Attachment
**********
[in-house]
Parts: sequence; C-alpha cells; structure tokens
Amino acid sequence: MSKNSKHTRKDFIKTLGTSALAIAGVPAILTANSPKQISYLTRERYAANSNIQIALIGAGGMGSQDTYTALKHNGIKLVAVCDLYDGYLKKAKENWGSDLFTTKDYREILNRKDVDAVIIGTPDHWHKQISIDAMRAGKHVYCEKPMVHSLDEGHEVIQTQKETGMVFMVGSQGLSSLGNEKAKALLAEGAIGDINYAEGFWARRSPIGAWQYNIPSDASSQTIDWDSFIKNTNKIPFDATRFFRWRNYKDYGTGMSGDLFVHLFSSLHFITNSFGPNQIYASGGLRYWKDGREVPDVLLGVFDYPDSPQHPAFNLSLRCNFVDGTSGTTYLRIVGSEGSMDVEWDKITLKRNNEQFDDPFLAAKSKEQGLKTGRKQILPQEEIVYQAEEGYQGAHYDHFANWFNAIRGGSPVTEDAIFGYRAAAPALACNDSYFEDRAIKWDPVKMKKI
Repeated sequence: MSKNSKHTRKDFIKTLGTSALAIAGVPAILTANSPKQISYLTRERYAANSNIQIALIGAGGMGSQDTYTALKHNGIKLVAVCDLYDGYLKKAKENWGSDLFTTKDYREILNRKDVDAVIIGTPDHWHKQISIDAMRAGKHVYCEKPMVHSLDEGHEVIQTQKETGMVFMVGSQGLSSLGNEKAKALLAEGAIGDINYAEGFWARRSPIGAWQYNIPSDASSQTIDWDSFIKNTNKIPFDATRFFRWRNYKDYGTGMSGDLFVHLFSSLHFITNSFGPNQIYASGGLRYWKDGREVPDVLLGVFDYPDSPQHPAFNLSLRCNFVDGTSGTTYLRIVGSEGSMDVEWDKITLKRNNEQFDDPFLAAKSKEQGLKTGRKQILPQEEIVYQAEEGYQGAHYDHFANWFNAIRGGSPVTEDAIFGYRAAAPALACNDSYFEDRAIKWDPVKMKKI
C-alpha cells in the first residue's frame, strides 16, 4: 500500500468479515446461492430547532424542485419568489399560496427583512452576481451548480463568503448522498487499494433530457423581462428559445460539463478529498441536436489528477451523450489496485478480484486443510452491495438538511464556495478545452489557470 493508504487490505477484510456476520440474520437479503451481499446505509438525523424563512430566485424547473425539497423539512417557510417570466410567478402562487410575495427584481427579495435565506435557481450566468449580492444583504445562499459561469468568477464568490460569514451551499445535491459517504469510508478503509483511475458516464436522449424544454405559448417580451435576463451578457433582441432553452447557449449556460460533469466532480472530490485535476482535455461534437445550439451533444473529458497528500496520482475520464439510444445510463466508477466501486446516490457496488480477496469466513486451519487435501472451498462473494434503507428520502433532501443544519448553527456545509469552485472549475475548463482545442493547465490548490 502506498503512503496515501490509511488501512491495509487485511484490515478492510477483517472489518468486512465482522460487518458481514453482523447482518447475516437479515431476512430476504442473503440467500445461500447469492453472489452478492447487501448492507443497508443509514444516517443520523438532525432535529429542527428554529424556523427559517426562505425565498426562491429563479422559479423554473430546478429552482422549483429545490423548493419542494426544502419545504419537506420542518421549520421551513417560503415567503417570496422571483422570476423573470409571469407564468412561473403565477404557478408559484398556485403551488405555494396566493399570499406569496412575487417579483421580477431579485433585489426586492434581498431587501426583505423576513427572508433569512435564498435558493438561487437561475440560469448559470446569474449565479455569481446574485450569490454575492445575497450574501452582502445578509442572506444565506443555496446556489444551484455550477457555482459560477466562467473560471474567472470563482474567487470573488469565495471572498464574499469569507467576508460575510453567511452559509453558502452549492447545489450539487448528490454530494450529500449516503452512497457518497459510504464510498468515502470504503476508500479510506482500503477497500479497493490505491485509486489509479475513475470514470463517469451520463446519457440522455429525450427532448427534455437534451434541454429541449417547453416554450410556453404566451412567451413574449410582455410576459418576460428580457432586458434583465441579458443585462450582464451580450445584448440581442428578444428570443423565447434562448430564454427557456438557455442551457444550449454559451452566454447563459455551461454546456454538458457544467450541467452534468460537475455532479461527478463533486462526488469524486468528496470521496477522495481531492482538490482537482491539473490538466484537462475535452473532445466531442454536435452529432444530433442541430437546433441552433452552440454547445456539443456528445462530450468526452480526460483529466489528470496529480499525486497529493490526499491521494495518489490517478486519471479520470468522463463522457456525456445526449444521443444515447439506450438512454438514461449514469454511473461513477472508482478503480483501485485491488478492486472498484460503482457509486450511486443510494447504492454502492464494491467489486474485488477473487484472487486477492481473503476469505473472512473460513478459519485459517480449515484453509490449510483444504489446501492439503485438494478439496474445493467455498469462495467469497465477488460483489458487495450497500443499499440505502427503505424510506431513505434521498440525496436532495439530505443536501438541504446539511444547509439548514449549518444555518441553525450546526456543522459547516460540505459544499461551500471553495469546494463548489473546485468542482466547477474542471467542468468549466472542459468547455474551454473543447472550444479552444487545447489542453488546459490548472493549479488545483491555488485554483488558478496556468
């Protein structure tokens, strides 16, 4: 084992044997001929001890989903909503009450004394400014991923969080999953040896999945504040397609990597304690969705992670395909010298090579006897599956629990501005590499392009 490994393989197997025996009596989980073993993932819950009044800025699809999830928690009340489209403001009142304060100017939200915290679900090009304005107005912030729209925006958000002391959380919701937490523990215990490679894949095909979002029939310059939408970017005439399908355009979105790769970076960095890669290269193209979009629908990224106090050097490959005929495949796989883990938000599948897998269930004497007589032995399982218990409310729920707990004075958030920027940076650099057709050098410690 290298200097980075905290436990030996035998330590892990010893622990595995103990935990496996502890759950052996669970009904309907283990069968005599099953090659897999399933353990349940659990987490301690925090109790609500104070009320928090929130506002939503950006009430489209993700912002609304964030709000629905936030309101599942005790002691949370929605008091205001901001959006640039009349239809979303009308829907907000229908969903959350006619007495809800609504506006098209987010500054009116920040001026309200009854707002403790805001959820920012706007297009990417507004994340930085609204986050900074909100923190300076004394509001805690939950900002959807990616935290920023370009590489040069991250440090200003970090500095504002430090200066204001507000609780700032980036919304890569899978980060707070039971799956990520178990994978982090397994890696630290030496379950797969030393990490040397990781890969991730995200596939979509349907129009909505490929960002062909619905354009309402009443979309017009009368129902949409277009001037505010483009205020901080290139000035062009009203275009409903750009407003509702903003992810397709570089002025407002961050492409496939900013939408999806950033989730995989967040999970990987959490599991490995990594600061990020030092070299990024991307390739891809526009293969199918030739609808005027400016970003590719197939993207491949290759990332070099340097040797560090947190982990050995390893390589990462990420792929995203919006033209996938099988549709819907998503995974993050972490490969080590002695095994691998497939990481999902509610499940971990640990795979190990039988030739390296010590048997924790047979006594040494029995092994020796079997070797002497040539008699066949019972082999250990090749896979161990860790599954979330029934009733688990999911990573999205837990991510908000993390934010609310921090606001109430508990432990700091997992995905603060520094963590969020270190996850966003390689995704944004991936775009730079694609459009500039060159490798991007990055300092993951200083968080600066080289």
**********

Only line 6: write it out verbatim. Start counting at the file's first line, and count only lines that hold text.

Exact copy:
């Protein structure tokens, strides 16, 4: 084992044997001929001890989903909503009450004394400014991923969080999953040896999945504040397609990597304690969705992670395909010298090579006897599956629990501005590499392009 490994393989197997025996009596989980073993993932819950009044800025699809999830928690009340489209403001009142304060100017939200915290679900090009304005107005912030729209925006958000002391959380919701937490523990215990490679894949095909979002029939310059939408970017005439399908355009979105790769970076960095890669290269193209979009629908990224106090050097490959005929495949796989883990938000599948897998269930004497007589032995399982218990409310729920707990004075958030920027940076650099057709050098410690 290298200097980075905290436990030996035998330590892990010893622990595995103990935990496996502890759950052996669970009904309907283990069968005599099953090659897999399933353990349940659990987490301690925090109790609500104070009320928090929130506002939503950006009430489209993700912002609304964030709000629905936030309101599942005790002691949370929605008091205001901001959006640039009349239809979303009308829907907000229908969903959350006619007495809800609504506006098209987010500054009116920040001026309200009854707002403790805001959820920012706007297009990417507004994340930085609204986050900074909100923190300076004394509001805690939950900002959807990616935290920023370009590489040069991250440090200003970090500095504002430090200066204001507000609780700032980036919304890569899978980060707070039971799956990520178990994978982090397994890696630290030496379950797969030393990490040397990781890969991730995200596939979509349907129009909505490929960002062909619905354009309402009443979309017009009368129902949409277009001037505010483009205020901080290139000035062009009203275009409903750009407003509702903003992810397709570089002025407002961050492409496939900013939408999806950033989730995989967040999970990987959490599991490995990594600061990020030092070299990024991307390739891809526009293969199918030739609808005027400016970003590719197939993207491949290759990332070099340097040797560090947190982990050995390893390589990462990420792929995203919006033209996938099988549709819907998503995974993050972490490969080590002695095994691998497939990481999902509610499940971990640990795979190990039988030739390296010590048997924790047979006594040494029995092994020796079997070797002497040539008699066949019972082999250990090749896979161990860790599954979330029934009733688990999911990573999205837990991510908000993390934010609310921090606001109430508990432990700091997992995905603060520094963590969020270190996850966003390689995704944004991936775009730079694609459009500039060159490798991007990055300092993951200083968080600066080289």